BEND, Ore. - The name Stryder Doescher may be familiar to NewsChannel 21 viewers from stories over the past six years about the little boy's health challenges and how Central Oregonians have time and again stepped up to help his family.
Stryder, now 11, already has undergone brain and neck surgery, but he's heading back to New York City on Wednesday to consult with a neurosurgeon about another possible operation.
Local health professionals have told the family another surgery in Stryder’s current state would be too risky.
His mother, Angela Doescher, said Monday his latest MRI shows his neck is dislocating because of his connective tissue. He is on an oxygen tank 24 hours a day, watched by a personal caretaker, and gets two IVs a day. Stryder’s fluctuating blood pressure also makes him at high risk for a stroke.
"He's been in the doctor's when they told him to cherish the days, because he could have a stroke at any moment," Doescher said. "He asked me a couple days later, 'Don’t people die from a stroke?' And I said, 'Sometimes, and sometimes not.'"
The family hopes the neurosurgeon in New York will be able to tell them whether the surgery would be possible in his current condition.
"When we go to a doctor, I’m always hopeful, but I’m also realistic," Doescher said. "You know, we’ve been down (that road) long enough where we thought he’d be OK, and he’s not."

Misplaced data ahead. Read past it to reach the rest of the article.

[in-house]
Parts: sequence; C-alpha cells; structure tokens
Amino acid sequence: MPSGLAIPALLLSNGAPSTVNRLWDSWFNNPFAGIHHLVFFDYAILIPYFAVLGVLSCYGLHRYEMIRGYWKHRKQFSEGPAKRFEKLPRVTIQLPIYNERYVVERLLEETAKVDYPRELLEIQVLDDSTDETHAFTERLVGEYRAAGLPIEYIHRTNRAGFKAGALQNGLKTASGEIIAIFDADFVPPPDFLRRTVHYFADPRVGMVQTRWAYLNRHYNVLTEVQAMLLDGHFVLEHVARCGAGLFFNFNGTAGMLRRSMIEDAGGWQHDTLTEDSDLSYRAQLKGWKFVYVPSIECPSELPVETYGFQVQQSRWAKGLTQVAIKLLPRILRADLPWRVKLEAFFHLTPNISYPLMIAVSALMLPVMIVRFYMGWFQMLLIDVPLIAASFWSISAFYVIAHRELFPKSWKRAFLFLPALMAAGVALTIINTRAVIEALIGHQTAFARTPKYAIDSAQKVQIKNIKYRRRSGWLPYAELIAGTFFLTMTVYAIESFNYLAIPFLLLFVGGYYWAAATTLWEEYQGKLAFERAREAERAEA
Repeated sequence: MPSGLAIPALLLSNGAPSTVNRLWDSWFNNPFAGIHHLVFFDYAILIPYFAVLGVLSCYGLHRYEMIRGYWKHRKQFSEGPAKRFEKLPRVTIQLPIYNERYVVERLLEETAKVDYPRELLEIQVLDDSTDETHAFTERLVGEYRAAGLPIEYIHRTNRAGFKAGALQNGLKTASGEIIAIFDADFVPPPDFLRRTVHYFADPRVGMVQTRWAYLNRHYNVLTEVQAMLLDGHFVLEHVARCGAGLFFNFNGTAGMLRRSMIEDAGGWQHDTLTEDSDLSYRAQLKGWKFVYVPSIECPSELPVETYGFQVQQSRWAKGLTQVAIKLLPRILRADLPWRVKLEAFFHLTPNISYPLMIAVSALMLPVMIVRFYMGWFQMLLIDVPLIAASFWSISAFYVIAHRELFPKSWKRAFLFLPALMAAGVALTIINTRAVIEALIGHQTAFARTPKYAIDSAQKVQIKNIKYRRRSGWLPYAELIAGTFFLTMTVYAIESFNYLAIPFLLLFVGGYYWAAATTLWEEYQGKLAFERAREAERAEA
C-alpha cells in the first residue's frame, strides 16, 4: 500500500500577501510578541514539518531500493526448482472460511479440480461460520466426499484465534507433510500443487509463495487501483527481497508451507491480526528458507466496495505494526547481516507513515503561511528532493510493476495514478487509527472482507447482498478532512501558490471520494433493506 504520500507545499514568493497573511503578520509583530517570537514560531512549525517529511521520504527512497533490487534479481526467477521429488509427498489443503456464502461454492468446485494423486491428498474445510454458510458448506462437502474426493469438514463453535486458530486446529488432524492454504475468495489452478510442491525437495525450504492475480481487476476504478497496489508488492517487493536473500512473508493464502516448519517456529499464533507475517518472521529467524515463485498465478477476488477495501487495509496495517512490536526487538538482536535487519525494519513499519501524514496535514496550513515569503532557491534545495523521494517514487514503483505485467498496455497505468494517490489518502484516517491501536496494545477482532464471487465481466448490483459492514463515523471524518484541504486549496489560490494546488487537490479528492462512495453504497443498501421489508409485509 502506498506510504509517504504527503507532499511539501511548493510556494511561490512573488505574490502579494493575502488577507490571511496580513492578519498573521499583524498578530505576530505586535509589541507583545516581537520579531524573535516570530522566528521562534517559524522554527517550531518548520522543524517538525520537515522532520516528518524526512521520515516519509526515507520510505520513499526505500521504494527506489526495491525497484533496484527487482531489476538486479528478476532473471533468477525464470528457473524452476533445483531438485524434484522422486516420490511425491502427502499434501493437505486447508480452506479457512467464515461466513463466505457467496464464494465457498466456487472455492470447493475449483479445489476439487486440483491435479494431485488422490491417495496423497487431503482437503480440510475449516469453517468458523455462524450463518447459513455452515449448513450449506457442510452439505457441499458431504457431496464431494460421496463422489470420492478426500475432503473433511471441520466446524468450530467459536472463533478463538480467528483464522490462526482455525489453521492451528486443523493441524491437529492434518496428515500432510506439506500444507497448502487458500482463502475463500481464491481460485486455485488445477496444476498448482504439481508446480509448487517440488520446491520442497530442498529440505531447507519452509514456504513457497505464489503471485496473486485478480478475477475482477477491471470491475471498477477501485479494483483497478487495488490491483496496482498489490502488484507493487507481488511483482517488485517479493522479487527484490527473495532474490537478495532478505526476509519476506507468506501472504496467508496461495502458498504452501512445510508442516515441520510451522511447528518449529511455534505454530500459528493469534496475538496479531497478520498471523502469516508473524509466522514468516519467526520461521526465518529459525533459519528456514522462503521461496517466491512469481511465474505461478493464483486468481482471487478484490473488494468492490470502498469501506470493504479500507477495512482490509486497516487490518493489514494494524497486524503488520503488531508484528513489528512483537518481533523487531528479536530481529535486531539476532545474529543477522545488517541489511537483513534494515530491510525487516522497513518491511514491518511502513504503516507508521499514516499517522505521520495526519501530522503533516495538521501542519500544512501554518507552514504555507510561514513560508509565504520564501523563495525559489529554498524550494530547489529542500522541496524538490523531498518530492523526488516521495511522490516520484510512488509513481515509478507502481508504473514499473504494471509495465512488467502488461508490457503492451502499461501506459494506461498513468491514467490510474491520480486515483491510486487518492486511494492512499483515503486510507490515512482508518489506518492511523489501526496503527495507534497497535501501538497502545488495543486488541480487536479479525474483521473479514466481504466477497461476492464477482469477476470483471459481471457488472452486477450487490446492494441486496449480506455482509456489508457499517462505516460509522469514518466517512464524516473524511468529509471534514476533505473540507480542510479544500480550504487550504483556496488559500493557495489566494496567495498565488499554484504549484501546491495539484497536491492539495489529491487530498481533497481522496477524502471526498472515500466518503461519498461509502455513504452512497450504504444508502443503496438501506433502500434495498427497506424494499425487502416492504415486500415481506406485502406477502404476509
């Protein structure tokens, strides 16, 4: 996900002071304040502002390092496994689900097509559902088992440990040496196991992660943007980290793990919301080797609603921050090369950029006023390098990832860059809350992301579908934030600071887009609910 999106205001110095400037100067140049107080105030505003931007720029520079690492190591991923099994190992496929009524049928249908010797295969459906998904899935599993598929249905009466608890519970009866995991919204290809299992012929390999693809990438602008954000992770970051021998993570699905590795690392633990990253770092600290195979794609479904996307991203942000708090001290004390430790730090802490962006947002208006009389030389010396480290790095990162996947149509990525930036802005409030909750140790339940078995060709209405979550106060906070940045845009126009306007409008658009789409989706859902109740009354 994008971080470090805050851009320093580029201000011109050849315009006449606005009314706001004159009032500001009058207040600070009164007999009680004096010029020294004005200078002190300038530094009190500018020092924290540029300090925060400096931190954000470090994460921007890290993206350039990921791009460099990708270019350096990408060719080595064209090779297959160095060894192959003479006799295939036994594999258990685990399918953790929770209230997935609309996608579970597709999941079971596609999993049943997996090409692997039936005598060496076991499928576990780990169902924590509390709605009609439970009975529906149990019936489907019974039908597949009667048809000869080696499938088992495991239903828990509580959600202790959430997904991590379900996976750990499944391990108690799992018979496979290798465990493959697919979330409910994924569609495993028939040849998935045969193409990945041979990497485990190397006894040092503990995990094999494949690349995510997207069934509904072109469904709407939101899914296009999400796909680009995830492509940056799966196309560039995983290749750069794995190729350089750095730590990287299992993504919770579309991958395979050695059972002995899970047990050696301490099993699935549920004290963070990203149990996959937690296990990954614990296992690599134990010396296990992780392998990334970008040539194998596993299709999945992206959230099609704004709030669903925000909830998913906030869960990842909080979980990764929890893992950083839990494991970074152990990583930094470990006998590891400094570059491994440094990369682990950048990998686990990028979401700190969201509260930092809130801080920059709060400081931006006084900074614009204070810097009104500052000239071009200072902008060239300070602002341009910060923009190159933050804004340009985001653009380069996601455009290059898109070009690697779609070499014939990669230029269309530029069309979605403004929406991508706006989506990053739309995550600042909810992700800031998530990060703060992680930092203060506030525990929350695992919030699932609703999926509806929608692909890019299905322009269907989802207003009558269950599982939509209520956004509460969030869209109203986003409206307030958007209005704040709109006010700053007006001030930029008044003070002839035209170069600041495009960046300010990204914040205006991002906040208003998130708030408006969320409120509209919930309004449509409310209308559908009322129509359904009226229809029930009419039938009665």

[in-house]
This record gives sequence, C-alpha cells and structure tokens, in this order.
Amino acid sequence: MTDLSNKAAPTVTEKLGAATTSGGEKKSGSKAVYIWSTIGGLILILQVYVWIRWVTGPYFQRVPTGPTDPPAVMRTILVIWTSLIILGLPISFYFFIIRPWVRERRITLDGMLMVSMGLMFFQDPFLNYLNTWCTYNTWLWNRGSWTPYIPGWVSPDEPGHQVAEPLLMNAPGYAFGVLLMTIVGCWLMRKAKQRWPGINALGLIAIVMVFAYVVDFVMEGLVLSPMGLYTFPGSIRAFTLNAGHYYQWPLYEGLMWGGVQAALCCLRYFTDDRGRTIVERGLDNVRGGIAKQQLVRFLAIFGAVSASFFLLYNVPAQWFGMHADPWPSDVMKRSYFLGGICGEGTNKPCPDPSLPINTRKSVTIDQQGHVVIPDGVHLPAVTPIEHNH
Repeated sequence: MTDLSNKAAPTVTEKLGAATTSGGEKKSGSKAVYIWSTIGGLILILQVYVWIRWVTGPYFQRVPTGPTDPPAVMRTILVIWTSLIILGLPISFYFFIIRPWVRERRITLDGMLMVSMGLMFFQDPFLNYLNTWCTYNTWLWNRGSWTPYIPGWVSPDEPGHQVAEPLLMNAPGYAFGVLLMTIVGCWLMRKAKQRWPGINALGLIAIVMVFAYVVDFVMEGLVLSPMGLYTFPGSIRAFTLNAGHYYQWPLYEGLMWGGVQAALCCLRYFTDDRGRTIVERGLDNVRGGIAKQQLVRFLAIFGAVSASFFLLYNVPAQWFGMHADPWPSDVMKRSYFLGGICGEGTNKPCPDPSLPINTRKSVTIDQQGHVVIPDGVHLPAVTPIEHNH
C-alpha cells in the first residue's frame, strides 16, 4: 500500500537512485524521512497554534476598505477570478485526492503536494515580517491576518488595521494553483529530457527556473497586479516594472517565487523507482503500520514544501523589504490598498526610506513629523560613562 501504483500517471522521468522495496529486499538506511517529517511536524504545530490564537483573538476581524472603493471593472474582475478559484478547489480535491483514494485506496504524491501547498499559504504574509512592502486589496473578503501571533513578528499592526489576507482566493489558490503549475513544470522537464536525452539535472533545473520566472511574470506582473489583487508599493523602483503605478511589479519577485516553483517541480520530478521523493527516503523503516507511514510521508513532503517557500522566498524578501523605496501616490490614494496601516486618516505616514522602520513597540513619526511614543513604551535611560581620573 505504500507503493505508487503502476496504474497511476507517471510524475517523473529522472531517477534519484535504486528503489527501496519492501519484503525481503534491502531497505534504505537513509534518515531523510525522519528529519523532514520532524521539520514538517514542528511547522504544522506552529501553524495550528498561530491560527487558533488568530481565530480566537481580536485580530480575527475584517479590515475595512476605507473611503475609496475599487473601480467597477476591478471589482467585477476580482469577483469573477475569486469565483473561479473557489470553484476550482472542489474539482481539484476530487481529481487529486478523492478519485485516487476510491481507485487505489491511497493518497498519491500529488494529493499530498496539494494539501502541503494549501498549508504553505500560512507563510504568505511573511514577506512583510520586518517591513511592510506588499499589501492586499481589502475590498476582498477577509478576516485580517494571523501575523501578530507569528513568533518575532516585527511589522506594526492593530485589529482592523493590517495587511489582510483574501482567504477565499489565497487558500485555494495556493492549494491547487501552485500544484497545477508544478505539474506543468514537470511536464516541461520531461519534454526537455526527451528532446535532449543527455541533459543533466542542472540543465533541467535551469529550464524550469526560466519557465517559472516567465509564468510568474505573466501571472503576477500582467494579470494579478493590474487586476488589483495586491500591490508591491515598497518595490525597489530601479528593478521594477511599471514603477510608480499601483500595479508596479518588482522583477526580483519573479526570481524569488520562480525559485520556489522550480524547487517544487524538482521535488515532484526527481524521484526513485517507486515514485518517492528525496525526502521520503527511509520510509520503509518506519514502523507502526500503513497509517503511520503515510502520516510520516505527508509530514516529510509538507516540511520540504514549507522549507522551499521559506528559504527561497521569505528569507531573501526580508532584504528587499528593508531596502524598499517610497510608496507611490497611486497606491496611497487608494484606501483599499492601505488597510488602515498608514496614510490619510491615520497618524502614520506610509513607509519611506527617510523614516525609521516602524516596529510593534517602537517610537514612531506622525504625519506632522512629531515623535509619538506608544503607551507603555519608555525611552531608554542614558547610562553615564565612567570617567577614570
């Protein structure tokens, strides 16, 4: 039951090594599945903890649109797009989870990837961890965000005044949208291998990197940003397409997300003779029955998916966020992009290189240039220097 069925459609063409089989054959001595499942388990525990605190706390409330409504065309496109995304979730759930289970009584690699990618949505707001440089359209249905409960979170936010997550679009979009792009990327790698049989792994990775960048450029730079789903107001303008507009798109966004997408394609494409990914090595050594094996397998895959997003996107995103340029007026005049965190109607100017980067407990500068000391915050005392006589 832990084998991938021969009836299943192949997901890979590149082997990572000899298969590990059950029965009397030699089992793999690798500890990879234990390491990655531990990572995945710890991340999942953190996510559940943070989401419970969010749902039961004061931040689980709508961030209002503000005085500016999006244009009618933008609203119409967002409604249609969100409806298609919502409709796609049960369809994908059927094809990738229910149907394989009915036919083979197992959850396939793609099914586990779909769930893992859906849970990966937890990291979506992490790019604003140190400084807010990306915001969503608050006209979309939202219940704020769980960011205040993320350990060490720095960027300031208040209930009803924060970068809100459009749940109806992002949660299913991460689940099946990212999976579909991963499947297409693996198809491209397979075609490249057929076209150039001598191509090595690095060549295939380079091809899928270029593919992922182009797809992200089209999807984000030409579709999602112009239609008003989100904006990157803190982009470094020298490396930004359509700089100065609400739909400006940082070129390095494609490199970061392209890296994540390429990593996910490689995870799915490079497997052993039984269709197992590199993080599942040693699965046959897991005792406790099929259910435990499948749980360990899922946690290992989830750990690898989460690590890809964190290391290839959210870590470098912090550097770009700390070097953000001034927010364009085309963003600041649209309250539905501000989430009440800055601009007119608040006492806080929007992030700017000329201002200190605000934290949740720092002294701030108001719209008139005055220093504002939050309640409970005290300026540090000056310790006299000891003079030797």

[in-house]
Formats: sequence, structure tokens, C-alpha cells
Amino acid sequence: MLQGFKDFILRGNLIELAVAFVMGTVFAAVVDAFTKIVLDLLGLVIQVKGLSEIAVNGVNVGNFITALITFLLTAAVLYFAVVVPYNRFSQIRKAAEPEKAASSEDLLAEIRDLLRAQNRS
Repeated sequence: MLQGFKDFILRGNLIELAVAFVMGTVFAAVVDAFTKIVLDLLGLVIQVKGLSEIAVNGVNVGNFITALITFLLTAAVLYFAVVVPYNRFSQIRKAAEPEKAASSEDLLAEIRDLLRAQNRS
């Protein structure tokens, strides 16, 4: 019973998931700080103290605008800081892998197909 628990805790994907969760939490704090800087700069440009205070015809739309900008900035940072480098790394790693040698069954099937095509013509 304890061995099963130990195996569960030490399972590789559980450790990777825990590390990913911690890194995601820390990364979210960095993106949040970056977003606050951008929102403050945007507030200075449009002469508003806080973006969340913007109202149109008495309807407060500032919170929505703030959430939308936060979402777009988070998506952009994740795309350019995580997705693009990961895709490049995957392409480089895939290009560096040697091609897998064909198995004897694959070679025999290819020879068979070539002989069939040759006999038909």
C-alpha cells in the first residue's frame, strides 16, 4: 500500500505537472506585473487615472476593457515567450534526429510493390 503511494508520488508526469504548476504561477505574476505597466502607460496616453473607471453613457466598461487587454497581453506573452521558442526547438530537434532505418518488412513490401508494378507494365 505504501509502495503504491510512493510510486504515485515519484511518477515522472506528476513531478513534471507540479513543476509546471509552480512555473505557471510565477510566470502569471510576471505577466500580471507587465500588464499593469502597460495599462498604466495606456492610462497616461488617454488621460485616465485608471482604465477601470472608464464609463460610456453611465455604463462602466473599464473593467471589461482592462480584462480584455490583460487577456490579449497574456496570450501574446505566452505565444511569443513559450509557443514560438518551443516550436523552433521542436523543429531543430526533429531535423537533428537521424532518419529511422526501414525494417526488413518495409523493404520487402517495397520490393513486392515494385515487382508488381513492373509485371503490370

NewsChannel 21 has reported on the boy’s battle with rare health disorders, including Landau-Kleffner syndrome, over the years. Stryder struggles with silent, brain-damaging seizures, but has received overwhelming support from his community.
Stryder was 5 years old when NewsChannel 21 met with him and his mother, then living in Prineville, to hear about the community’s efforts in helping him fulfill his wish of going to Disneyland on his birthday.
After that trip, the family headed to the East Coast for Stryder’s heart surgery. The next year, Stryder and his family raised money by creating T-shirts with the words, “We Love Stryder” for his previous brain surgery in New York City.